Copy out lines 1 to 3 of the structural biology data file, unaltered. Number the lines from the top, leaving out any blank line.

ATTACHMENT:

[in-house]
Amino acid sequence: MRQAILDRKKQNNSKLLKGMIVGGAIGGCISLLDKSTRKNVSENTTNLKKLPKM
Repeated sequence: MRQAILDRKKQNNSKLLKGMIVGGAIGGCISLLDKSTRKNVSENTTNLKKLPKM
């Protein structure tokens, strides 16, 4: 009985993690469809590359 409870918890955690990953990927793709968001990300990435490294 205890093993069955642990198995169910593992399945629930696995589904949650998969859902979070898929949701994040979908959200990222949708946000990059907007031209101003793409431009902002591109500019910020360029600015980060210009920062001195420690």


[in-house]
Amino acid sequence: MRQAILDRKKQNNSKLLKGMIVGGAIGGCISLLDKSTRKNVSENTTNLKKLPKM
Repeated sequence: MRQAILDRKKQNNSKLLKGMIVGGAIGGCISLLDKSTRKNVSENTTNLKKLPKM